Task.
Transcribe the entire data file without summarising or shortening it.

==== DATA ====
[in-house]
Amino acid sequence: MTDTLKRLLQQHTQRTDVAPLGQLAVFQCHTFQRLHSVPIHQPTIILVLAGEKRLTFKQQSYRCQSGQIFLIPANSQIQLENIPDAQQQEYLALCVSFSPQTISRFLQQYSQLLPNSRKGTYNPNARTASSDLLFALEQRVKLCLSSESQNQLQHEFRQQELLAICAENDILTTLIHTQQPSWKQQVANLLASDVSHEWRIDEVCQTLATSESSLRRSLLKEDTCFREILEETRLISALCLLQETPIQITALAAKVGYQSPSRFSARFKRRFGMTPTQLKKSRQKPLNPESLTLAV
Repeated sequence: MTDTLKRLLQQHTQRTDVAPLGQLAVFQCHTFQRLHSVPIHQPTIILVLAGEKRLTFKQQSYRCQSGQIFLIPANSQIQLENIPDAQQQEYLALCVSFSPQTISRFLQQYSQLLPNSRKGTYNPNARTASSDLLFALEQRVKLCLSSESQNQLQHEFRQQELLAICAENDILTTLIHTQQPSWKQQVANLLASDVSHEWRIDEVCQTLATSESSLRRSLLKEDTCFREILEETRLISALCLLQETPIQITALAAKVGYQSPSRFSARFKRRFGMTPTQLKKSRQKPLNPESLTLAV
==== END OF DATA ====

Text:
[in-house]
Amino acid sequence: MTDTLKRLLQQHTQRTDVAPLGQLAVFQCHTFQRLHSVPIHQPTIILVLAGEKRLTFKQQSYRCQSGQIFLIPANSQIQLENIPDAQQQEYLALCVSFSPQTISRFLQQYSQLLPNSRKGTYNPNARTASSDLLFALEQRVKLCLSSESQNQLQHEFRQQELLAICAENDILTTLIHTQQPSWKQQVANLLASDVSHEWRIDEVCQTLATSESSLRRSLLKEDTCFREILEETRLISALCLLQETPIQITALAAKVGYQSPSRFSARFKRRFGMTPTQLKKSRQKPLNPESLTLAV
Repeated sequence: MTDTLKRLLQQHTQRTDVAPLGQLAVFQCHTFQRLHSVPIHQPTIILVLAGEKRLTFKQQSYRCQSGQIFLIPANSQIQLENIPDAQQQEYLALCVSFSPQTISRFLQQYSQLLPNSRKGTYNPNARTASSDLLFALEQRVKLCLSSESQNQLQHEFRQQELLAICAENDILTTLIHTQQPSWKQQVANLLASDVSHEWRIDEVCQTLATSESSLRRSLLKEDTCFREILEETRLISALCLLQETPIQITALAAKVGYQSPSRFSARFKRRFGMTPTQLKKSRQKPLNPESLTLAV